gigantic bodies? Some answers were presented at the
International Congress of Vertebrate Morphology, held in
Florida, US, in August. For instance, John Hutchinson at
the Royal Veterinary College in Hatfield, UK described how
interactive software, which models a creature?s mass,
centre of mass and inertia based on skeletal evidence, is
revealing more about how T. rex walked.
Hutchinson has previously shown that T. rex?s size would
limit it to running at no more than 25 miles per hour. To
run any faster, the dinosaur?s skeleton would have to
support a biologically impossible amount of muscle (New
Scientist print edition, March 2002).
However, the weight limit on running fast only kicks in
for animals over about one tonne, which corresponds to a
juvenile T. rex around 12 years old.
His new models, which have been validated using ostrich
skeletons, which move in a similar way to T. rex, show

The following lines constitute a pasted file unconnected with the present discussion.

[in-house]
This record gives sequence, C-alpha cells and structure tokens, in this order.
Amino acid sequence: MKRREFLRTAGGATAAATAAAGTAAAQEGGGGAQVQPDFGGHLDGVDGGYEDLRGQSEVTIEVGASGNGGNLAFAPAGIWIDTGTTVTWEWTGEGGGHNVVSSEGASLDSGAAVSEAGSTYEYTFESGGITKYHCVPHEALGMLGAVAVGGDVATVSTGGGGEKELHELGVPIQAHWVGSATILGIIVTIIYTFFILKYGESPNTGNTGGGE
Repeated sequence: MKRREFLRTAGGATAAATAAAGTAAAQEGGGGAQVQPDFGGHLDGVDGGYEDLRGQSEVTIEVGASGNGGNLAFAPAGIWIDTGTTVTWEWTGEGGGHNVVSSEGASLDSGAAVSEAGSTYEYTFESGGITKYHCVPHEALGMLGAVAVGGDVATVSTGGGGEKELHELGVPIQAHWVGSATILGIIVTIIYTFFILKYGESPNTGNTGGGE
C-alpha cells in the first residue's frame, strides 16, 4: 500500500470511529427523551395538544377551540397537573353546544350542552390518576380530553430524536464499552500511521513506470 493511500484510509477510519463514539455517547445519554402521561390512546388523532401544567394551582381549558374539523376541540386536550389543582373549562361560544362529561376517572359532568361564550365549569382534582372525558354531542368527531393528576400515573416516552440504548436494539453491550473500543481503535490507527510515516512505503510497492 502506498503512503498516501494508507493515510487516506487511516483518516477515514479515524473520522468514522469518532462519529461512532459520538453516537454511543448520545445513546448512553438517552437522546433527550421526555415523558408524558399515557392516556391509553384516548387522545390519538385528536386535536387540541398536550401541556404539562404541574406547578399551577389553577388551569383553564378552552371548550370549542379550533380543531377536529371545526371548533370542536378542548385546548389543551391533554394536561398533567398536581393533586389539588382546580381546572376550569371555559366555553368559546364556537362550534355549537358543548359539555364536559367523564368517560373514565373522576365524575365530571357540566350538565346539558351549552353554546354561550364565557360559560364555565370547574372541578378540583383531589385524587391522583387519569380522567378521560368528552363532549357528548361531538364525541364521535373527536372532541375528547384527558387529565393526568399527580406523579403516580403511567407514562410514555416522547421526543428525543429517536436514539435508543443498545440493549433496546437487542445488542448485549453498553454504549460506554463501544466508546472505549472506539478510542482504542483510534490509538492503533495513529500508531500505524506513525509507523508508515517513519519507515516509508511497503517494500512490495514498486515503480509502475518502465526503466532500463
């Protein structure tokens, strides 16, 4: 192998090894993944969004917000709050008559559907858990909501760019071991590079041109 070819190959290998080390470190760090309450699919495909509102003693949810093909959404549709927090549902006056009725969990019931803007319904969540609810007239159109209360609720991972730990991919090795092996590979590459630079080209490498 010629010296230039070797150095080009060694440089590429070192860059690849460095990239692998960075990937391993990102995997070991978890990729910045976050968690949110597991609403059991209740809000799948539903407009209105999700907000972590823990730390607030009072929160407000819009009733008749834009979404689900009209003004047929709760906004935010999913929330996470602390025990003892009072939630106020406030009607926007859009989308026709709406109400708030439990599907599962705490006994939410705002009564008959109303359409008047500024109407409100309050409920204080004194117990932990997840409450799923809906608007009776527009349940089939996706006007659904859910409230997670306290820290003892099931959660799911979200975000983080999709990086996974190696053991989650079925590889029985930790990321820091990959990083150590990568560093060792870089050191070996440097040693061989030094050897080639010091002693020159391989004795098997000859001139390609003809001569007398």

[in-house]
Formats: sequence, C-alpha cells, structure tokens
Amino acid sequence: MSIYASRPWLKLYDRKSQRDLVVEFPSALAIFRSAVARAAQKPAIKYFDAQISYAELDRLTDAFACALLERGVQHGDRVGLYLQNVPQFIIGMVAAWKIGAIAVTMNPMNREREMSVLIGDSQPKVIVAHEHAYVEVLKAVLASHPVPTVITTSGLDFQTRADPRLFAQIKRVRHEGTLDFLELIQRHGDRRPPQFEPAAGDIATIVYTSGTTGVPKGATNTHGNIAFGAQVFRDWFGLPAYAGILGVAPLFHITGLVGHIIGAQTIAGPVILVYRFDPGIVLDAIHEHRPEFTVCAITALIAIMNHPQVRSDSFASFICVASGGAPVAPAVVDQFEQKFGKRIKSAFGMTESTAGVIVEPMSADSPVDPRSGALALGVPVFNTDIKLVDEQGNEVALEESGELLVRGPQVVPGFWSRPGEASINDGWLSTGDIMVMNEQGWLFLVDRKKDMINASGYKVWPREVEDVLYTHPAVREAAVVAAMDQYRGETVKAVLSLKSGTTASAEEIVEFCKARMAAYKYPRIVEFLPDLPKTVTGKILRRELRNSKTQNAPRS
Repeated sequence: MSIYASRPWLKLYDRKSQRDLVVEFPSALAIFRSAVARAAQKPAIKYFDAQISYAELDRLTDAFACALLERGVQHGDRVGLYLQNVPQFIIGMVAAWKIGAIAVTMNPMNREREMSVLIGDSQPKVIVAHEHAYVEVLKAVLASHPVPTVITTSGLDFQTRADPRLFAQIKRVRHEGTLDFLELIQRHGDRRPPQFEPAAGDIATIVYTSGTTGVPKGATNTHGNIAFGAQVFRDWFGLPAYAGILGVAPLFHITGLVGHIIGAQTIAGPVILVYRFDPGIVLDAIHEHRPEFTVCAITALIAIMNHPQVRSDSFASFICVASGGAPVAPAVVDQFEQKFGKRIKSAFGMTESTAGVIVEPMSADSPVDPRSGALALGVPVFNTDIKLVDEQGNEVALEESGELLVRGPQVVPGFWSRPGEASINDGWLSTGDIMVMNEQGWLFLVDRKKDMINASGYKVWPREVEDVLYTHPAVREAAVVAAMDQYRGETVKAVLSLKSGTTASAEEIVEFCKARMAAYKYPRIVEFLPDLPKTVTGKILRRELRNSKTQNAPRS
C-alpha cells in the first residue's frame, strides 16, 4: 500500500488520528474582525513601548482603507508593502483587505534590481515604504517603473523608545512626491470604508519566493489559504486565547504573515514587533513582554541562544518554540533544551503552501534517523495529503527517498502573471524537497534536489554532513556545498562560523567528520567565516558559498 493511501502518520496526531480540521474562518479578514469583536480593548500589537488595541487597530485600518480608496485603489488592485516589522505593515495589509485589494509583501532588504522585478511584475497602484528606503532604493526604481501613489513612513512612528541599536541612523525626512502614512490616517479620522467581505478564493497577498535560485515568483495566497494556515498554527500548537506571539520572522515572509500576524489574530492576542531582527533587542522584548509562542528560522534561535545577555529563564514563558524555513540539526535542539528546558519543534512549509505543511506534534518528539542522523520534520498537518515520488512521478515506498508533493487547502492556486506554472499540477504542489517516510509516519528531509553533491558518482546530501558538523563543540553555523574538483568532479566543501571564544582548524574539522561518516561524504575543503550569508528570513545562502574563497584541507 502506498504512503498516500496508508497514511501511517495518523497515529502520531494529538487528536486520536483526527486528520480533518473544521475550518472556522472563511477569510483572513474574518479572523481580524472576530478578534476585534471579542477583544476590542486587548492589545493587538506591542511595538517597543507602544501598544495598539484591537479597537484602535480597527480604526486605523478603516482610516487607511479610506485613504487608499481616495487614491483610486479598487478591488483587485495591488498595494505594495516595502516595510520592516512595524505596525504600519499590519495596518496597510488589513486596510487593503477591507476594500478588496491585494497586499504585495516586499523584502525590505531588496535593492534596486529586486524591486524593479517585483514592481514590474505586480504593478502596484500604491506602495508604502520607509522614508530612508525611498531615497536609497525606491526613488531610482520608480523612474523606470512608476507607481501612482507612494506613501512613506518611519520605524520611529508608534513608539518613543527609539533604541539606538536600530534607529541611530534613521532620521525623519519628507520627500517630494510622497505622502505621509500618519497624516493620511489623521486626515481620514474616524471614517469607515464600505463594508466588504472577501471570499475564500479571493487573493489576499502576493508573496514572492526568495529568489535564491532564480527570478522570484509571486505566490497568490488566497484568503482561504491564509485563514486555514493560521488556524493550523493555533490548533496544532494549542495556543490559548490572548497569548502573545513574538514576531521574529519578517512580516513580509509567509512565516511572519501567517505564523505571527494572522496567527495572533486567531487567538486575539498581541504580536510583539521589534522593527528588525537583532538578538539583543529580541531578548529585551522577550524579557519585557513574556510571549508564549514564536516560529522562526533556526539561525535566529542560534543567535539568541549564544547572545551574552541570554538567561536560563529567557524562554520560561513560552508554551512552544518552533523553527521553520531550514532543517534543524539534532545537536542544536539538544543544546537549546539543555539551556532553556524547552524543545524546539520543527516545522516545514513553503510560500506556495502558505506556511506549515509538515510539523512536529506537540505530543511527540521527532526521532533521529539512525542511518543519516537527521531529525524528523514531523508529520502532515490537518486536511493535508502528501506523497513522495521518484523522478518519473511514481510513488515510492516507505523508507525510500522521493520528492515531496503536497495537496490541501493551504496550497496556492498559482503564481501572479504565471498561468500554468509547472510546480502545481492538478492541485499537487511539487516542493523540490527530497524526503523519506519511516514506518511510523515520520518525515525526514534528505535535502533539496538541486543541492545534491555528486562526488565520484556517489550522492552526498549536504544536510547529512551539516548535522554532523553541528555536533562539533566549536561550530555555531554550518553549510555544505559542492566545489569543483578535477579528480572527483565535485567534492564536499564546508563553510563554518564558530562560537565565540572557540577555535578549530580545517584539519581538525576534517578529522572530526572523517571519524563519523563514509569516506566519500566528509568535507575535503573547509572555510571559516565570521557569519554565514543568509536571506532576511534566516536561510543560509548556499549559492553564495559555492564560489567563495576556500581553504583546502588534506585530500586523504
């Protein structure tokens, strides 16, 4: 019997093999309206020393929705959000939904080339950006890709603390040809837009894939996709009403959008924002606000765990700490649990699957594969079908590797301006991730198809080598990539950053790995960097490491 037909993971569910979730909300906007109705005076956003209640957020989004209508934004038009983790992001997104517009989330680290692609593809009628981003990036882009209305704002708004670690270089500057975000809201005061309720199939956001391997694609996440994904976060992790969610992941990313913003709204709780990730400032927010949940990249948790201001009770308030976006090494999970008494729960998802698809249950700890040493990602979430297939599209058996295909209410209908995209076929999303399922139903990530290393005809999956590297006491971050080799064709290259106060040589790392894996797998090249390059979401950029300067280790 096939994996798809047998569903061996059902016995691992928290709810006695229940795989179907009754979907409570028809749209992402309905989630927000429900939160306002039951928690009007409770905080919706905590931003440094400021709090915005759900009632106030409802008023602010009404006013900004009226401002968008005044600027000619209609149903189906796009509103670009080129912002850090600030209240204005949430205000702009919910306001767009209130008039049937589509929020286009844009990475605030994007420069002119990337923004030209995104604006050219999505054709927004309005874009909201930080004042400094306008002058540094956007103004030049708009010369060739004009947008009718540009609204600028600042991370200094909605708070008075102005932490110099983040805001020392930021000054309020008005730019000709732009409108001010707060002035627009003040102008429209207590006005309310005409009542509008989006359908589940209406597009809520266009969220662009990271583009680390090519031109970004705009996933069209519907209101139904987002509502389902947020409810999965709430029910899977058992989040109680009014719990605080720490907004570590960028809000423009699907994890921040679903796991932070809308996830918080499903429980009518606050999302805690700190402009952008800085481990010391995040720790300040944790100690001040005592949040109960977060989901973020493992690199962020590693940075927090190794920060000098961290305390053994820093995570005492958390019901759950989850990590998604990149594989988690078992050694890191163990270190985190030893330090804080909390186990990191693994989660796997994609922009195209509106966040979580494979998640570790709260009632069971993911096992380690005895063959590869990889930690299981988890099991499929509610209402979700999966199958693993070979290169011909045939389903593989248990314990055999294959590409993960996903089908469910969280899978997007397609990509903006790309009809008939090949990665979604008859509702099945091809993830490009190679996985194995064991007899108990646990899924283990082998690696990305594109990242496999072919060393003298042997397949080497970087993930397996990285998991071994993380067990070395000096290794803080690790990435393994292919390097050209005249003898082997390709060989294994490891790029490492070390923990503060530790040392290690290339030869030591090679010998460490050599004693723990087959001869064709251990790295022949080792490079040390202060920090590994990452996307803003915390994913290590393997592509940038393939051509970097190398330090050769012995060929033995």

that the dinosaur?s posture was rather unsteady, hampered
by a strong tendency for the head to pitch forward.
However, inertia was a strong stabilising force for large
dinosaurs like T. rex.
Journal reference: Nature (vol 430, p 772)
Newswise ? Most teenagers have growing pains, but none
probably compared to those of Tyrannosaurus rex as it
ascended to adulthood more than 65 million years ago,
according to a Florida State University researcher.
>From around age 14 to 18, T. rex took on about 70 percent
of its adult mass, growing from a 1-ton carnivorous lizard
to a bone-crushing, 6-ton dinosaur eating machine with few
rivals in the prehistoric kingdom, according to FSU
biologist Gregory Erickson. At the peak of this spurt, T.
rex grew more than 4.5 pounds a day.
Erickson and his team of paleontologists are the first to
establish an accurate picture of how T. rex accelerated
its growth over a relatively few years to become
gargantuan while earlier, smaller relatives had much
slower growth. The scientists did this by counting growth
rings in the bones of T. rex and other members of its
family and calculating the corresponding body size by
measuring the circumference of the femur.
The research is featured as the cover story for the Aug.
12 edition of the journal Nature.
T. rex's growth rate is comparable to that of the modern
day elephant. But while elephants have a lifespan of more
than 70 years, T. rex lived no more than 30 years.